The Insurance Corporation of British Columbia (ICBC) announced on Thursday that it will submit its 2016 basic rate application to the British Columbia Utilities Commission, asking for a 4.9% increase to basic insurance rates – lower than last year’s 5.5% increase.
If approved, this will mean an average increase of $3.50 per month for personal customers’ basic insurance coverage, ICBC explained in a press release.
“The external pressures on insurance rates in B.C. are very real and they’re accelerating, including an escalation in the number of crashes, the number of claims being filed and the cost of settling those claims,” ICBC said in the release.
Among the contributing factors was a rapid increase in the number of reported crashes. The number of crashes across B.C. jumped by 15% in two years, from 260,000 in 2013 to 300,000 in 2015. As well, the number of injury claims per 100 crashes has jumped by 32% over the last six years.
Other “external pressures” include:
Subsequent growth in reported vehicle damage claims – More vehicle damage claims are being reported to ICBC – 232,300 over the last 12 months alone (July 2015 to June 2016), which is 23,700 more than two years ago and an increase of 11%;
Higher vehicle repair costs – With vehicles more reliant on technology and expensive materials, compounded by an adverse U.S. dollar exchange rate, ICBC’s vehicle damage repair costs contributed to a 17% increase in vehicle damage costs in one year (2014 to 2015) to a total of $1.36 billion;
A concerning trend in injury claims – After a few years of relative stability, the number of injury claims reported to ICBC has skyrocketed – 67,300 new injury claims over the last 12 months alone (July 2015 to June 2016), 8,000 more than just two years ago and an increase of 14%;
Injury claims now cost more than $2 billion every year: The increasing number of injury claims has been exacerbated by the cost of settling these claims – totalling $2.4 billion in 2015 alone. That’s an increase of approximately $900 million, or 60%, over the last seven years;
Investment income can no longer provide much relief – In recent years, ICBC’s strong investment income has been able to partially offset claims costs pressures and help mitigate rate increases. However, like many companies, ICBC is facing increasingly challenging investment markets with interest rates at historically low levels. In 2015, ICBC’s investment income was $920 million at year-end, but at the mid-way point in 2016, it sat at just $44 million.
“We certainly don’t like to have to ask our customers to pay more but these external pressures are very real and they have created a perfect storm which we are struggling to hold off,” said Mark Blucher, ICBC’s president and CEO, in the release. “We’ve worked hard to get this rate increase lower than last year’s but the amount of basic premiums we collect will still not cover the increasing amount we’re paying out in basic claims costs.”
To cover the costs of more crashes and more claims, ICBC would need to charge every customer approximately an extra $130 a year, the release said, which would have required a rate increase of 15.5%. Instead, in partnership with the provincial government, the corporation has implemented various initiatives aimed at alleviating the escalating pressures on auto insurance rates in the province, including:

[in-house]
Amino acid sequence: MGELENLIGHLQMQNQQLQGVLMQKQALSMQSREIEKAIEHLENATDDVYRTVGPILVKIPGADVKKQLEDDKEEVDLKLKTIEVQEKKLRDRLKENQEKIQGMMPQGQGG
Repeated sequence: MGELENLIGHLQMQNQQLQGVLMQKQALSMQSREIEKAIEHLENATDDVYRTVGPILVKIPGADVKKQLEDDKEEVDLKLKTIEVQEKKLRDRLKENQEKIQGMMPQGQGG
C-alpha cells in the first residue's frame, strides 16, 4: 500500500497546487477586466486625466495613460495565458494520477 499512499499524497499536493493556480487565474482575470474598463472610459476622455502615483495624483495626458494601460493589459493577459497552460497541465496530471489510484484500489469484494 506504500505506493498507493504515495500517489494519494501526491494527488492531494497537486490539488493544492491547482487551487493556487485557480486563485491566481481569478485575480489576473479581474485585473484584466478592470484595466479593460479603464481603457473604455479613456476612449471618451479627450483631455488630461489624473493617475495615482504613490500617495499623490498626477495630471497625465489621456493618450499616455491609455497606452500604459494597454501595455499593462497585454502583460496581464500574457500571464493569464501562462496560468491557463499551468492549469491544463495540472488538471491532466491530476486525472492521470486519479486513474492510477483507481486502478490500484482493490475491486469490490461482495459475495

Transferring $472 million in optional income and capital;
Modernizing its business, with forecasted savings of approximately $90-$100 million a year;
Stepping up efforts to combat fraud, which is expected to reduce basic insurance claims costs by $21 million for policies written over the next year;
Launching a distracted driving public education campaign in September;
Hiring about 160 new claims staff, with a further 180 additional claims staff to be added later this year;
Decreasing its executive team from 11 members in 2012 to eight today (in 2015, total executive compensation was 46% lower than in 2011); and
Modernizing supply management practices.
Blucher added in the release that ICBC is also looking at how other jurisdictions are dealing with some of the same challenges.
The rising number of crashes, injuries and the cost of these claims, is also putting pressure on ICBC’s optional insurance rates as liability payouts above $200,000 and collision and comprehensive coverage for vehicles are covered under optional insurance, the release said. The average personal insurance customer who purchases optional extended third-party liability coverage – plus collision and/or comprehensive insurance – can expect to pay an additional $5 per month for their full basic and optional coverage.
B.C. Transportation and Infrastructure Minister Todd Stone said in a statement on Thursday that the transportation and infrastructure ministry worked closely with ICBC “to explore every possible avenue” to ensure that insurance rates remain as affordable as possible for British Columbians.
“The reality is that ICBC continues to face mounting costs as a result of the frequency, complexity, and severity of bodily injury claims, in addition to higher vehicle repair costs,” Stone said in the statement. “The actual cost of these pressures would have required a rate increase of 15.5%. However, government and ICBC have taken a number of steps to protect families from the full cost impact of these pressures. We will continue to work with ICBC to identify and implement longer-term, sustainable measures that will ease the pressure for future rate increases.”